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SIOP Members Create New D&I Portfolio Officer

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In balloting that ended July 19, SIOP voters approved an amendment creating a new Diversity and Inclusion Portfolio Officer on the Executive Board.

They also ratified a provision limiting the eligibility of current officers to run for future seats on the board, a measure intended to assure that officers serve the entire term for any elected position.

SIOP President Eden King introduced the amendment creating the Diversity and Inclusion Officer as part of her closing plenary presentation at the 2019 SIOP Annual Conference.  

The amendment was first proposed by several committee representatives, including Ismael Diaz, Mindy Bergman, and Enrica Ruggs, and Membership Portfolio Chair Allan Church at the end of the 2018 Conference. The Amendment was unanimously approved by the Executive Board in January 2019 for presenting to the membership for a vote.

Women Now Seen as Equally or More Competent Than Men

Polling data suggest stereotypes have significantly changed since 1940s

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WASHINGTON -- Women have come a long way in the United States over the last 70 years, to the point where they are now seen as being as competent as men, if not more so, according to research published by the American Psychological Association.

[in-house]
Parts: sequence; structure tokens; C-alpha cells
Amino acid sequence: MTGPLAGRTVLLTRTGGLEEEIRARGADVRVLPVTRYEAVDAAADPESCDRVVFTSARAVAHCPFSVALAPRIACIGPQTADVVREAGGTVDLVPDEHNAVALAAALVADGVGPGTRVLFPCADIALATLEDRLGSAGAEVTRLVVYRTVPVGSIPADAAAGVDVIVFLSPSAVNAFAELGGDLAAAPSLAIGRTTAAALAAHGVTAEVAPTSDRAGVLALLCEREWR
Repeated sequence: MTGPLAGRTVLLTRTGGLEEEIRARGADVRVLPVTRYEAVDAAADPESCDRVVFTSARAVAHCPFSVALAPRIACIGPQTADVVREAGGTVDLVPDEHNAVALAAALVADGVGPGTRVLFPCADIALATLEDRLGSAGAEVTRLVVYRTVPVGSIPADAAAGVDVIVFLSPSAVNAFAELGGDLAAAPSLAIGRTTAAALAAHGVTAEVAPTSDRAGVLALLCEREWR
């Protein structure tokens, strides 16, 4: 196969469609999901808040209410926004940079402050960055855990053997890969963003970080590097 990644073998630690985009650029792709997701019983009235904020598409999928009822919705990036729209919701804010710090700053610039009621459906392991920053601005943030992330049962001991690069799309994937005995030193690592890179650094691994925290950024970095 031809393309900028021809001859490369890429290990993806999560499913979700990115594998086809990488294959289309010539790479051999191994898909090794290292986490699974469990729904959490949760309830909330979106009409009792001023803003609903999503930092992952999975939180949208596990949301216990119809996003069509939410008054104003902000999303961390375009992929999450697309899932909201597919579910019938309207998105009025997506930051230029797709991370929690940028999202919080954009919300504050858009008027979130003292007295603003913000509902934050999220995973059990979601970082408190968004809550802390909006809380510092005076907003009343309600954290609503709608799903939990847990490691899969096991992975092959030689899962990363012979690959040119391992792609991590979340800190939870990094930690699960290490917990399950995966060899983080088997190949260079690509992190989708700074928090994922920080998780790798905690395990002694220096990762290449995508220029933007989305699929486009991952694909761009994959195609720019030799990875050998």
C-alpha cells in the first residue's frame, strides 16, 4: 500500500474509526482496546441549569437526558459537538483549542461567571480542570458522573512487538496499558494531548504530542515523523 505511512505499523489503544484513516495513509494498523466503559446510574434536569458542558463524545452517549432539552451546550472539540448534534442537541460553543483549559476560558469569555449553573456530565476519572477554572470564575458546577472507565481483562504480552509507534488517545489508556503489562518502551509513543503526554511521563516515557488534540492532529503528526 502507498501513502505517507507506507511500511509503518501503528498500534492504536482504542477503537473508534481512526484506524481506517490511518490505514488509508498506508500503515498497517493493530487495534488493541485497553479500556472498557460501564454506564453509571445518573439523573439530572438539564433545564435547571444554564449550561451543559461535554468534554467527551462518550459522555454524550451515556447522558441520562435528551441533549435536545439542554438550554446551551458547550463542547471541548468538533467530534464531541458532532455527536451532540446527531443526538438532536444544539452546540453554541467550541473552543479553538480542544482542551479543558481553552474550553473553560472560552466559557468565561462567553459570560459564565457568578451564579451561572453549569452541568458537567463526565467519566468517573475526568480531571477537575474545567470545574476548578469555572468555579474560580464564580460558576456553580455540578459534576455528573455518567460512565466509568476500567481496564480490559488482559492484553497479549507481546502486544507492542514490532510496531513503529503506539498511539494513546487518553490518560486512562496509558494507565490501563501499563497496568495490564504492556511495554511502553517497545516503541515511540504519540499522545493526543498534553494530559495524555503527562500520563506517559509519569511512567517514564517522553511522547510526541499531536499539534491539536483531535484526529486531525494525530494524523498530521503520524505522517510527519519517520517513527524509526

The Call for Proposals for #SIOP20 is Open

Deadline to Submit on September 11, 2019

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Online proposal submission for the 2020 SIOP Annual Conference, April 23-25 at the JW Marriott in Austin, Texas, is now open! The submission deadline is Wednesday, September 11, 2019 at 5:00 pm Eastern Daylight Time. No exceptions will be made for late submissions. SIOP members have already received an email notifying them of the call. Didn’t get the email? Please make sure to update your SIOP profile.

Enhancing Judgment: The Case for Human–Algorithm Collaboration

Jon C. Willford, Edison Electric Institute

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Algorithms are increasingly used in assessment methods and technologies. The word algorithm is used colloquially in different ways, but in this context it generally refers to computer programs that utilize complex statistical models to combine tens, hundreds, or even thousands of variables to predict an outcome (e.g. job performance) or automate a process (e.g. eliminate unqualified applicants).

But although algorithms clearly have the potential to increase our ability to make better decisions, industrial-organizational (I-O) psychologists and those in related fields have yet to fully consider how to optimize the collaboration between human decision makers and algorithmic decision aids. Viewing the human–algorithm relationship as a collaboration is fitting because better decision-making outcomes are possible when both are involved rather than when making decisions separately.

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